Class B or Class C: Which Motorhome is Right for You?

If you’re wondering, “Is a Class B or Class C motorhome right for me?” you aren’t alone

Should I get a Class B or Class C motorhome? Whether you’re looking to buy your first RV or ready to move on to a new one, that’s the big question many RVers face when heading out to make that big purchase.

But how do you know which one is for you? 

Let’s start with Class Bs. 

Class B motorhome © Rex Vogel, all rights reserved

The Class B motorhomes and vanlife

Two factors are driving the growth in Class B motorhomes. The first is downsizing with more people wanting to get into something a little more maneuverable.

The Class B motorhome is also referred to as a campervan. They have become so popular that they have spawned a movement called vanlife. 

The second big factor is technology. Lithium-ion batteries, solar panels, and more now make it possible to connect with the world as you’re driving and, well, work from anywhere.

Class B+ motorhome © Rex Vogel, all rights reserved

Understanding the Class B motorhome

If you’re looking at a Class B, you’re talking about an RV that is built on a commercial van chassis. That includes the Mercedes Sprinter chassis, the Ford Transit chassis, or the Dodge ProMaster chassis.

So, it’s really the smallest of motorhomes. Yet, they still have sinks, stoves, refrigerators, holding tanks, toilets, house batteries, beds, sitting areas, and even entertainment features.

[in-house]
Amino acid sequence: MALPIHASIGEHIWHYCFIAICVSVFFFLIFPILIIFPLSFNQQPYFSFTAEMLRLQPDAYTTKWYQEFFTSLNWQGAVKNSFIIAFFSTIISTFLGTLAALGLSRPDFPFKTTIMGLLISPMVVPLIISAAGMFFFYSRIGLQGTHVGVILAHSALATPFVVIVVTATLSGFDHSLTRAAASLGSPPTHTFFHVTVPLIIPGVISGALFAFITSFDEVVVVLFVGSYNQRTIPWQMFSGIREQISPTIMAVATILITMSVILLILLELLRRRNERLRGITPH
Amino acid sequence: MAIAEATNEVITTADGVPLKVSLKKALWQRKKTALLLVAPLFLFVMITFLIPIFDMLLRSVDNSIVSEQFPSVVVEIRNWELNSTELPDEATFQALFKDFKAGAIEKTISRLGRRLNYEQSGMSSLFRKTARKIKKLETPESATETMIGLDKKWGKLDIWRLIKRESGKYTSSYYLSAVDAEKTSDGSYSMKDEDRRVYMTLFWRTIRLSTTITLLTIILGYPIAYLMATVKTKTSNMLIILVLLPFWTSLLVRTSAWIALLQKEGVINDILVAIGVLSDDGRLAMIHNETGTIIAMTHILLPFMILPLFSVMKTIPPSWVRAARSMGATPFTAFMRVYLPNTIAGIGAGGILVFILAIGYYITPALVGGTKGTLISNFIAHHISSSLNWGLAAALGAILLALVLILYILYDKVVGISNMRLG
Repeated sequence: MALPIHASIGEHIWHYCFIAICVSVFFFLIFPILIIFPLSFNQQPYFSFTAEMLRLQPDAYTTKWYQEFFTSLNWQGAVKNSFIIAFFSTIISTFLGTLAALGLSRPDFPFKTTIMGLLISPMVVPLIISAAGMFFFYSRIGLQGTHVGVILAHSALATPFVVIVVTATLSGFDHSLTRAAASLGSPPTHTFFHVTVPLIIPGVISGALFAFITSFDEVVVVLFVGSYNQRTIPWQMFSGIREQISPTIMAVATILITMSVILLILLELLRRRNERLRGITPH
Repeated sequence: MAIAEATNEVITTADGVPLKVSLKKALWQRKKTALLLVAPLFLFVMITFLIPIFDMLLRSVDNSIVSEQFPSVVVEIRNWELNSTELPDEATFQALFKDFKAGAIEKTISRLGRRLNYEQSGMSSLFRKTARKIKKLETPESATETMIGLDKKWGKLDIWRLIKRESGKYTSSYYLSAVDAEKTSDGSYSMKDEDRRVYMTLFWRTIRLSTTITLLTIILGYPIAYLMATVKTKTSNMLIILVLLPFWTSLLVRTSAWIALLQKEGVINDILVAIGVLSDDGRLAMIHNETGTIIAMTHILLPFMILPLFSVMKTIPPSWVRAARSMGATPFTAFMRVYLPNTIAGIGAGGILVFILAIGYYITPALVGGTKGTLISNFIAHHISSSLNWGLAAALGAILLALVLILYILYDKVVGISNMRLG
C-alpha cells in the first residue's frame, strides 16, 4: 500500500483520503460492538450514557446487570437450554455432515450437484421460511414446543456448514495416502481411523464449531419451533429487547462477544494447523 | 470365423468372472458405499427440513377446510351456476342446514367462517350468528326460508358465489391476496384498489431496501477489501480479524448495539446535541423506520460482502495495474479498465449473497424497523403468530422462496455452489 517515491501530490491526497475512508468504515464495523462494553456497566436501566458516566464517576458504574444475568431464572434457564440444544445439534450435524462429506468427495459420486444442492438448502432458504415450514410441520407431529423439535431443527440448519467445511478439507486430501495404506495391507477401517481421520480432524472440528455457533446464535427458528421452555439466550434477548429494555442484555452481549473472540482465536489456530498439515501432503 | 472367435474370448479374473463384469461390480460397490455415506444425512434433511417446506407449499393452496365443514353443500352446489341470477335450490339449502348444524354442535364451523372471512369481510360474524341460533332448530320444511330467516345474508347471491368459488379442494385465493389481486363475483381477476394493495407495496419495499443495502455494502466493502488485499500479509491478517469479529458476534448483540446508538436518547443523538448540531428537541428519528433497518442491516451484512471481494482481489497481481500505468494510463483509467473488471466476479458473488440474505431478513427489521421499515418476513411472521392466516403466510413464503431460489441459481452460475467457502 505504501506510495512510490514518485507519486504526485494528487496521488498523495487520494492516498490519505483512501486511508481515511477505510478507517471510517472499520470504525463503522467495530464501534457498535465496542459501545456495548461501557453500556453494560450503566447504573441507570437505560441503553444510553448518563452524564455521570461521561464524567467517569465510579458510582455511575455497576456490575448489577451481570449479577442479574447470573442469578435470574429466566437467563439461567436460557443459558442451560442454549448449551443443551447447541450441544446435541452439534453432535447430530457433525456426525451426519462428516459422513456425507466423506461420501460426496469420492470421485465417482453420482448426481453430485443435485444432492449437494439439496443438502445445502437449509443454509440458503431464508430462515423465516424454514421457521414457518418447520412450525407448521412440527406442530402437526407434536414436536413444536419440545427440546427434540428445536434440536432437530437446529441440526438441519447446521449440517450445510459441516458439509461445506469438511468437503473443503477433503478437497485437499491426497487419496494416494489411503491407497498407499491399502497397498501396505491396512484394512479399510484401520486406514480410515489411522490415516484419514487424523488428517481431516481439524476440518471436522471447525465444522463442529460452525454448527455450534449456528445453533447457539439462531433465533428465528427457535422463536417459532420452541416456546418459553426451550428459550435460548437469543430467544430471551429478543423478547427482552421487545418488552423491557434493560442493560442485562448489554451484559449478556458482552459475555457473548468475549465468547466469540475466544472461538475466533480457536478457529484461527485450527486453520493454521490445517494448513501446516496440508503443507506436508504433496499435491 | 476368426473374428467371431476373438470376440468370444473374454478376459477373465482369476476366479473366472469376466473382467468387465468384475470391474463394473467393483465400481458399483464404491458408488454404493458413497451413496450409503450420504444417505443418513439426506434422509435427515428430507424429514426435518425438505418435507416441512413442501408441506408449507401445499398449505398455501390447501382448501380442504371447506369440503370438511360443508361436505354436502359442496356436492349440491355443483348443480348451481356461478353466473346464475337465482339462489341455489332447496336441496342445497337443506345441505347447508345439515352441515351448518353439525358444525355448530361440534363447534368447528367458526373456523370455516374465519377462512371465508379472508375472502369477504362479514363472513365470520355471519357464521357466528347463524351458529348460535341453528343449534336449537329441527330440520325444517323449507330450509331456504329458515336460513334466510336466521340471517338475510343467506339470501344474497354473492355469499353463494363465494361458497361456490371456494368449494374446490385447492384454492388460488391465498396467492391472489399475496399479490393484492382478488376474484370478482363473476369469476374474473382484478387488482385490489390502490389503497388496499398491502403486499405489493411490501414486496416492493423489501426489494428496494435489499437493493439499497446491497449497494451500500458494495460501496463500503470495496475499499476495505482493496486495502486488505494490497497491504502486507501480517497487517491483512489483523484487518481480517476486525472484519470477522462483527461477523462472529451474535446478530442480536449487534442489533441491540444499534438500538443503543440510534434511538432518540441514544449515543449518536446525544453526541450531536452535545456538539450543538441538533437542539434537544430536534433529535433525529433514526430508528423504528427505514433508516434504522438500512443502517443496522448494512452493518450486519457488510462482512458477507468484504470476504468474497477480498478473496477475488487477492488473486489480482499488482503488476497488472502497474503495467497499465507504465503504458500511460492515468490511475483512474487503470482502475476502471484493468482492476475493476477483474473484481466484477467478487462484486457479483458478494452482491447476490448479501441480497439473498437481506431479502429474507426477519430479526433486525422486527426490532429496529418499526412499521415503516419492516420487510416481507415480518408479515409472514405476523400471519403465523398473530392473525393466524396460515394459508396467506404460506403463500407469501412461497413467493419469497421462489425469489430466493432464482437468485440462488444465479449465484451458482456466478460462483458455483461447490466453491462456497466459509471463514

When it comes to engines, Class B motorhomes are either gas or diesel. A Class B generally get about 10-25 miles per gallon.

Class B motorhomes are designed in various lengths generally ranging from 18 to about 23 feet.

They also have different floor plans offering various combinations of sleeping arrangements whether traveling alone or with others. The different floor plans are a big attraction for many Class B owners.

Of course, you’ll wonder about storage and tank capacity in the smaller RVs and you’d be right if you suspect both are limited. However, what they lack in storage they make up for in compact agility because driving a Class B is like driving a minivan.

Class B+ motorhome © Rex Vogel, all rights reserved

That means fitting into smaller campsites and easier maneuverability when getting into or out of or visiting a town. The versatility, in fact, is one of the primary reasons many prefer Class Bs.

Many of these smaller rigs come with lithium house batteries and solar panels to maximize and extend electrical output.

However, if you’re thinking Class Bs are less expensive because they’re smaller, you will be disappointed.  Delivering the luxury features of larger coaches compressed into smaller spaces creates engineering and construction challenges which translate to higher costs.  In addition to the engineering challenge many Class B motorhomes use more costly higher-end components like lithium batteries in their designs.

Class C motorhomes

One of the most popular segments in the motorhome industry is the Class C. First off, Class C motorhomes have an instantly recognizable silhouette. Here’s what a typical Class C motorhome looks like.

Class C motorhome © Rex Vogel, all rights reserved